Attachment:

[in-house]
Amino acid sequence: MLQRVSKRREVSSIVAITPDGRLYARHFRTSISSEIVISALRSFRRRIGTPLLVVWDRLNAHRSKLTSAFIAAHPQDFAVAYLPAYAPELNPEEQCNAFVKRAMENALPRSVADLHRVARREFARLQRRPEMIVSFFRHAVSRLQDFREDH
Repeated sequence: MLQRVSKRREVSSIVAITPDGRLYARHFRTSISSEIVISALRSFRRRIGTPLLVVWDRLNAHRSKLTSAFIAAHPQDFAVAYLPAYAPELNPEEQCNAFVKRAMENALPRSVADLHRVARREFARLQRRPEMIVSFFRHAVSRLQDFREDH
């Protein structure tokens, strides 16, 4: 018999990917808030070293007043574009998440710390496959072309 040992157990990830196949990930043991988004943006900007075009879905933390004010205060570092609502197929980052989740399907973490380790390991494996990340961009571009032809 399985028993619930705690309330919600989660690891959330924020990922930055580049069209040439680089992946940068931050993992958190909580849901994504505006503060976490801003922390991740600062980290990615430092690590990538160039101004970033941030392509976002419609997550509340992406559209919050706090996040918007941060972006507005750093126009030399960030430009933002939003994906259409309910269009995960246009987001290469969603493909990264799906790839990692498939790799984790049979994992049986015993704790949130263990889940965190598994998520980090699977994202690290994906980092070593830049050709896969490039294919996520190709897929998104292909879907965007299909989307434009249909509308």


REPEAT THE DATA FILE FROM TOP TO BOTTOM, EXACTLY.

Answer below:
[in-house]
Amino acid sequence: MLQRVSKRREVSSIVAITPDGRLYARHFRTSISSEIVISALRSFRRRIGTPLLVVWDRLNAHRSKLTSAFIAAHPQDFAVAYLPAYAPELNPEEQCNAFVKRAMENALPRSVADLHRVARREFARLQRRPEMIVSFFRHAVSRLQDFREDH
Repeated sequence: MLQRVSKRREVSSIVAITPDGRLYARHFRTSISSEIVISALRSFRRRIGTPLLVVWDRLNAHRSKLTSAFIAAHPQDFAVAYLPAYAPELNPEEQCNAFVKRAMENALPRSVADLHRVARREFARLQRRPEMIVSFFRHAVSRLQDFREDH
């Protein structure tokens, strides 16, 4: 018999990917808030070293007043574009998440710390496959072309 040992157990990830196949990930043991988004943006900007075009879905933390004010205060570092609502197929980052989740399907973490380790390991494996990340961009571009032809 399985028993619930705690309330919600989660690891959330924020990922930055580049069209040439680089992946940068931050993992958190909580849901994504505006503060976490801003922390991740600062980290990615430092690590990538160039101004970033941030392509976002419609997550509340992406559209919050706090996040918007941060972006507005750093126009030399960030430009933002939003994906259409309910269009995960246009987001290469969603493909990264799906790839990692498939790799984790049979994992049986015993704790949130263990889940965190598994998520980090699977994202690290994906980092070593830049050709896969490039294919996520190709897929998104292909879907965007299909989307434009249909509308």